All my heroes are equal but George Orwell is more equal than others.
I’m not taken to affection for old Etonian propagandists, after all there are enough of them stuffing up the country at the moment. But I make an exception for George.
You may love him for his lifelong opposition to totalitarianism but my hero worship is altogether less worthy. As far as I can see, as a master essayist, he basically invented blogging. While his exploration of society’s underbelly means he definitely invented ethnography. And at a push I’d try to claim that he was one of the first people to challenge their unconscious bias.
But Orwell is mainly my hero for his unrelenting opposition to orthodoxy. I mean, he didn’t pull any punches when he said: "Orthodoxy means not thinking. Not needing to think. Orthodoxy is unconsciousness." Now, there’s someone that really hated cliché, truism and accepted wisdom.
Explosive and impossible outcomes
Of all the challenges that face our business at the moment, the creep of orthodoxy, in all its guises, is one of the most toxic. Orthodoxy is our kryptonite. Because it stops us thinking, exploring, challenging, questioning. It stops us doing what we do best, which is to find a better way.
By definition, the explosive and sometime impossible outcomes that we search for and that are capable of creating a demonstrably different future for a brand, demand that we attempt things that have never been tried before. Strategically and creatively.
The AA’s "4th Emergency Service", a drumming gorilla, Lurpak’s love of food, The Superhumans, Direct Line’s gangland fixer. All these commercial triumphs were fuelled by the knowledge that what had gone before could not provide a blueprint for future success. As Bernbach said: "The memorable never emerged from a formula."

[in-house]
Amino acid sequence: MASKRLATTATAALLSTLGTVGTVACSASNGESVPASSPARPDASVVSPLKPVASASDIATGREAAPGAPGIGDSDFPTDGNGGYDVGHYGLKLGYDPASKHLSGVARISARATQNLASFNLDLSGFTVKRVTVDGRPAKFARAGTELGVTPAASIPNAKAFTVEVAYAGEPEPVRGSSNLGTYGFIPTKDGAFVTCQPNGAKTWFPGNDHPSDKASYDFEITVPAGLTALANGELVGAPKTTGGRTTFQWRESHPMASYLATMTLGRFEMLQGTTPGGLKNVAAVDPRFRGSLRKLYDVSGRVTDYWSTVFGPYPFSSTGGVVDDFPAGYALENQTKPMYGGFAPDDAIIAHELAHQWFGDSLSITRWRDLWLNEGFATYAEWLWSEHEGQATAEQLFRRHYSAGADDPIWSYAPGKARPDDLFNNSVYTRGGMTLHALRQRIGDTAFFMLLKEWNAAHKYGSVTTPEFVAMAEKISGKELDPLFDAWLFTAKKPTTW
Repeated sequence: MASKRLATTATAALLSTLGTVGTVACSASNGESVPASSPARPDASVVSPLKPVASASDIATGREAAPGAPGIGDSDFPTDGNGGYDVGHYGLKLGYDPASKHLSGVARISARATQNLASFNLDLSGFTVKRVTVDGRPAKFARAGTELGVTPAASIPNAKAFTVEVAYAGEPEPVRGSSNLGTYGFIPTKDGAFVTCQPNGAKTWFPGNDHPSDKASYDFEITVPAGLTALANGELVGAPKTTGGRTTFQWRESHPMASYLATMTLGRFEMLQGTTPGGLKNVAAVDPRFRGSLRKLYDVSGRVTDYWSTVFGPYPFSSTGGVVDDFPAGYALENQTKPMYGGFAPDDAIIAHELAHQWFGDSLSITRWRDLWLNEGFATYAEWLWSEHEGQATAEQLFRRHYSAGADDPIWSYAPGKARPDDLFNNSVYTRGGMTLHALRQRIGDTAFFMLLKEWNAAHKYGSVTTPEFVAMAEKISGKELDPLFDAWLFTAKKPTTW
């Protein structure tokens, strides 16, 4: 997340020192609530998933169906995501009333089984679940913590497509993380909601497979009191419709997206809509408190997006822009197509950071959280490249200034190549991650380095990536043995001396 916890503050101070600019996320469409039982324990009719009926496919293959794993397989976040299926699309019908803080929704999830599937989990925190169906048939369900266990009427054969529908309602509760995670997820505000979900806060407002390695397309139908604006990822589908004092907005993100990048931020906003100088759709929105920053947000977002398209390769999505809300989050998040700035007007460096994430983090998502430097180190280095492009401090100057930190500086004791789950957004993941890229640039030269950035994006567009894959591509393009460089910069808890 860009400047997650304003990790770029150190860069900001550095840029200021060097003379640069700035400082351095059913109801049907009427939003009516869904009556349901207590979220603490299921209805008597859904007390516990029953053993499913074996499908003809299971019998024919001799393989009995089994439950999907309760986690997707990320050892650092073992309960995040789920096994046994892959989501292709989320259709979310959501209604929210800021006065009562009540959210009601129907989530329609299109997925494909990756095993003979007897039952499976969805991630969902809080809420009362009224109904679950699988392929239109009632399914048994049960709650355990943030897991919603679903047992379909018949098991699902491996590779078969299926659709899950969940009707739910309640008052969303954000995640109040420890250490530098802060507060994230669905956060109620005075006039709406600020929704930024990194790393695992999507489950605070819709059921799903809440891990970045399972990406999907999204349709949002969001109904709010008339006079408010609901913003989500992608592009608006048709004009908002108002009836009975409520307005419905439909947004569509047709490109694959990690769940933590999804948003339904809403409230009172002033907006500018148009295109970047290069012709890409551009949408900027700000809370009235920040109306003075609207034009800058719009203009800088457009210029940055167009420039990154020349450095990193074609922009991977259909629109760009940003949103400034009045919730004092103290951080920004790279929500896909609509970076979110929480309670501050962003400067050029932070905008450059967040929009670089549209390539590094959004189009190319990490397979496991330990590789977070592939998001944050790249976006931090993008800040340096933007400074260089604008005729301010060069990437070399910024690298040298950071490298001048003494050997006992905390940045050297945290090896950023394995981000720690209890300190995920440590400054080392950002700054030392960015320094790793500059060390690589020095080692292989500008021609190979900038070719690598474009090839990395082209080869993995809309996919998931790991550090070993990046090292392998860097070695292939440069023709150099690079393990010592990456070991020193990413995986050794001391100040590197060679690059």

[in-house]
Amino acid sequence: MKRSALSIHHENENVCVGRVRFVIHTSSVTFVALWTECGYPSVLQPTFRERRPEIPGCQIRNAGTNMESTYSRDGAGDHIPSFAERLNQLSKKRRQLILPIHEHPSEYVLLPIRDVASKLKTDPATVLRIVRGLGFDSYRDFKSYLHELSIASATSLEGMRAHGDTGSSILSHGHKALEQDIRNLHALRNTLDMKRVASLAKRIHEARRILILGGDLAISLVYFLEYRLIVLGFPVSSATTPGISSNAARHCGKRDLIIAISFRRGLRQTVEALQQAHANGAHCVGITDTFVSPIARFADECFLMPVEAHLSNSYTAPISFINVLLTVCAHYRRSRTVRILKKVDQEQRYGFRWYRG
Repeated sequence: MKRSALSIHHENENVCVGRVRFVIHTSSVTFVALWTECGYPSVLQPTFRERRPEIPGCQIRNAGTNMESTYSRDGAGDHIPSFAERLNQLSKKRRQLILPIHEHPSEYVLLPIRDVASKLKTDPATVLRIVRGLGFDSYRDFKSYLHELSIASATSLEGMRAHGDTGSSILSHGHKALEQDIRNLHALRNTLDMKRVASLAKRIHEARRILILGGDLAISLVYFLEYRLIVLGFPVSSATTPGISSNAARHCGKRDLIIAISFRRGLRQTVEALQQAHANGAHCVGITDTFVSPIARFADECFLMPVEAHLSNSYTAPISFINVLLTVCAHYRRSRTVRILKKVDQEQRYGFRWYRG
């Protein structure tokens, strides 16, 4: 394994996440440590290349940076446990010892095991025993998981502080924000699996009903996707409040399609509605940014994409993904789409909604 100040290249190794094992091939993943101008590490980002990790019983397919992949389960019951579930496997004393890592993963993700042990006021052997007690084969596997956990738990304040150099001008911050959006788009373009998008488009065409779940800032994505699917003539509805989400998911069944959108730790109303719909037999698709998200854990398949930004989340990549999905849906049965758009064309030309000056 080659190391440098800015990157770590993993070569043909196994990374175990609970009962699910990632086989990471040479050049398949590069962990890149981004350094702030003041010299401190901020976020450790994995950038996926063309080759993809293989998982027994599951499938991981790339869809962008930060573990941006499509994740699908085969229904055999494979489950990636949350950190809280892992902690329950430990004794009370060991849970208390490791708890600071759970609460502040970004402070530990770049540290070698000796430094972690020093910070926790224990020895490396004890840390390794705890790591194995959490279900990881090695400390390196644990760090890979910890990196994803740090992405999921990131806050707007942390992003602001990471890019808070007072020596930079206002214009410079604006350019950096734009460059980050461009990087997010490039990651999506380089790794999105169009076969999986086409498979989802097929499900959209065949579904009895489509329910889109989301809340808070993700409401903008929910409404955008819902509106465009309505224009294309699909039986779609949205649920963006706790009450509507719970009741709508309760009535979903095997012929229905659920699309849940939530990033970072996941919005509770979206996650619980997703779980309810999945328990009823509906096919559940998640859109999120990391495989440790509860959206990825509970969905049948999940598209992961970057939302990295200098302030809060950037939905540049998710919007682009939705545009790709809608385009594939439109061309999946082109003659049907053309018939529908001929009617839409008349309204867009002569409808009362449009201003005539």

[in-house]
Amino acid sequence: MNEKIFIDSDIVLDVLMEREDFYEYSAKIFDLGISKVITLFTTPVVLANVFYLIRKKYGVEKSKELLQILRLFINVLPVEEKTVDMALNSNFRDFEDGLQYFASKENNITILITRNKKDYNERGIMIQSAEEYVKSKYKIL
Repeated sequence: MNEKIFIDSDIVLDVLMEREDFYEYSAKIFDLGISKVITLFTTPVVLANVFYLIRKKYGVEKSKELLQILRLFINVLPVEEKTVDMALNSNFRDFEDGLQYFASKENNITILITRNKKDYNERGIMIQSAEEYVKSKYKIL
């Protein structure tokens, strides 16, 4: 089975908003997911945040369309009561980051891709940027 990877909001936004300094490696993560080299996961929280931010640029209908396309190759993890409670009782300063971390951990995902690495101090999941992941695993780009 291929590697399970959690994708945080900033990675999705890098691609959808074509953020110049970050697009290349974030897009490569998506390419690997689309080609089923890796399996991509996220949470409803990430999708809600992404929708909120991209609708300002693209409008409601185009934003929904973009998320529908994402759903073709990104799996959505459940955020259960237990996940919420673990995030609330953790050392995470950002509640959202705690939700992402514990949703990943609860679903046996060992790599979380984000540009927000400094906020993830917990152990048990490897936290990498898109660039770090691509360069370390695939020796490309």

Indeed, a visceral loathing of orthodoxy ought to be the key qualification in getting a job in advertising or marketing. Those that take comfort from the accepted wisdom of others are ill-prepared to face the future challenges of our brands and businesses.
All too often, that accepted wisdom becomes a reason for marketers to accept defeat, to submit to the fate that a market has dealt out. A decade ago every drinks brand had given up on gin, the market was insistent that vodka was the white spirit of the future and every piece of lacklustre and unimaginative research reinforced this view.
Every new theory or approach, while revolutionary at its inception, stands to become the accepted wisdom, to become a lifeless cliché with time
And then, from nowhere, Sipsmith refused to accept gin’s allotted fate. By challenging the settled wisdom of the market it created a new future for the category and a lot of money for its founders. Every brand with enough imagination and creativity can challenge the market and write a new history for itself.
We all need to be vigilant in preventing the insidious creep of orthodoxy. For every new theory or approach, while revolutionary at its inception, stands to become the accepted wisdom, to become a lifeless cliché with time. Yesterday’s radical new idea becomes today’s best practice and tomorrow’s dogma, stifling any better way of solving our problems. Dogma is weaponised orthodoxy, for it not only blinds us to a better path but in its refusal to concede that there could be a better path it lays waste to new possibilities.
So, set yourself against orthodoxy of any kind. Challenge the accepted wisdom of your category or business or brand. And fight tooth and nail against dogma and those that peddle their theories as unquestionable truths. For our real value comes from our ability to imagine new futures for our brands and businesses and an appetite for uncharted ways to deliver that future.
Richard Huntington is the chairman and chief strategy officer of Saatchi & Saatchi